Most bikers have a need for speed; it’s in their DNA. So it should come as no surprise that one of the world’s largest motorcycle events—the Sturgis Motorcycle Rally—started as an annual series of flat-track races. What is surprising, however, is that rally founder Clarence “Pappy” Hoel was never himself particularly interested in speed racing. So what was he really into? The second article in our series revealing the events and moments that shaped Sturgis history will explain how Pappy incorporated his true love into the event by stunning friends and onlookers with some pretty wild and surprising antics. We’ll also reveal how and where that crazy spirit still lives on today.
Pappy Hoel had always been drawn to what he called “tricks, fun and damned foolishness.” This interest had been with him since childhood, and it explained why Pappy never took to the track during the rally, but rather focused on hill climbs, trials, scrambles and hair-brained motorcycle stunts.
There were many stunts and tricks in Pappy Hoel’s repertoire, but the Burning Wall Crash he performed during the 1938 Sturgis Motorcycle Rally became a long-standing tradition. Crowds that had gathered for the races would watch as an assistant doused gasoline onto a framework containing a six-foot-tall, one-inch-thick knotty pine wall and lit it on fire just moments before Pappy came crashing through on his Indian.
In his memoir, “Life’s Bits & Pieces,” Hoel discussed his strategy for successfully completing these motorcycle stunts. “The trick in this was to tuck in my knees, put my head down on the tank below the bars, hit it straight and, above all, not to change my mind at the last minute,” he wrote.
It’s likely Pappy Hoel employed some of this same strategy when attempting another of his memorable motorcycle stunts, the “Donecher Crash.” In this stunt, Pappy pretended to be a drunk being chased by the cops. He created an unforgettable spectacle for crowds when he went crashing through an occupied donecher (another word for outhouse).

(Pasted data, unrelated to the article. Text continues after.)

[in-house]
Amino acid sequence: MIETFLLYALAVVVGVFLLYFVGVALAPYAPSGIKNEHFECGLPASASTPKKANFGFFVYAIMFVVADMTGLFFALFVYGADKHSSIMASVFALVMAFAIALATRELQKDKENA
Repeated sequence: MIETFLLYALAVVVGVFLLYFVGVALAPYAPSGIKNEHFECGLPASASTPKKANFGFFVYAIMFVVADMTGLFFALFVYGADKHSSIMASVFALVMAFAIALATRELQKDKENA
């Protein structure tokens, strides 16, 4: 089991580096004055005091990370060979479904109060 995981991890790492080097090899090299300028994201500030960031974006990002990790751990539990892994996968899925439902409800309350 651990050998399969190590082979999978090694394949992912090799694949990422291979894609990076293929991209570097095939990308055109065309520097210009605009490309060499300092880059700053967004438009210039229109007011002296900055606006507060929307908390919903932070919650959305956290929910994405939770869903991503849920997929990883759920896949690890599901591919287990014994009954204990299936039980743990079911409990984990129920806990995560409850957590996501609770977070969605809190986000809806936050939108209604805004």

Throughout time, motorcycle stunts started by Pappy became an important piece of the Sturgis Rally. Campgrounds such as the Sturgis Buffalo Chip® have kept this risk-taking spirit alive over the years through a series of wacky and even death-defying stunts. And most daredevils that come along aim to outdo the stunts of the past.
In 1986, one such daredevil, a man called Nine Toes, paid homage to Pappy by crashing his bike through a whole series of flaming walls at the Buffalo Chip.
Then in 1992, Chip owner Rod Woodruff and motorcycle jumper Robert Foley revived the Doncher Crash, but with a twist. They called it the “Flaming Shithouse Jump.” The jump included explosives, flames and—as you might have guessed—a full load of shit. Foley proudly proclaimed just prior to his jump that day, “I’ve had over 200 volunteers to shit in it already.”
While these motorcycle spectacles certainly weren’t without their risks, the danger associated with stunts has continued to increase in more recent times. In 2015, you’ll have the chance to watch an attempt at the mother of all motorcycle stunts…the one even the great Evel Knievel® could not successfully complete.
On Thursday, Aug, 6, 2015, time will stand still as you wait to witness an unlikely victory during the Buffalo Chip’s Evel Knievel Thrill Show. Your heart will race, and you’ll clench your teeth, but nothing will be able to pull away your gaze as daredevil Doug Danger attempts to jump 22 cars on Evel’s® own vintage 1972 Harley-Davidson XR-750 in the Buffalo Chip amphitheater. There’s no telling what will happen, but one thing is for sure; the outcome will be an unforgettable turning point in Sturgis history! It all started with Pappy, and it continues at the Buffalo Chip today.
If you’re looking for the Authentic Sturgis Experience™ during the rally’s 75th anniversary, look no further than the Sturgis Buffalo Chip®. In 1981 the Chip became the world’s first entertainment destination created specifically for motorcycle enthusiasts, and they’ve been keeping alive events that made Sturgis history ever since. Reserve your passes now for the party created By Bikers, For Bikers™ so you don’t end up being the only one to miss out on tricks, fun and damned foolishness of historic proportions.
Want to know more about Sturgis history? Be sure to check out Part 1 of our series on influential Sturgis Motorcycle Rally moments, “Why We Owe It to the Indian.”
What are some other important moments in Sturgis history you’d like to know about or add? Let us know in the comments below!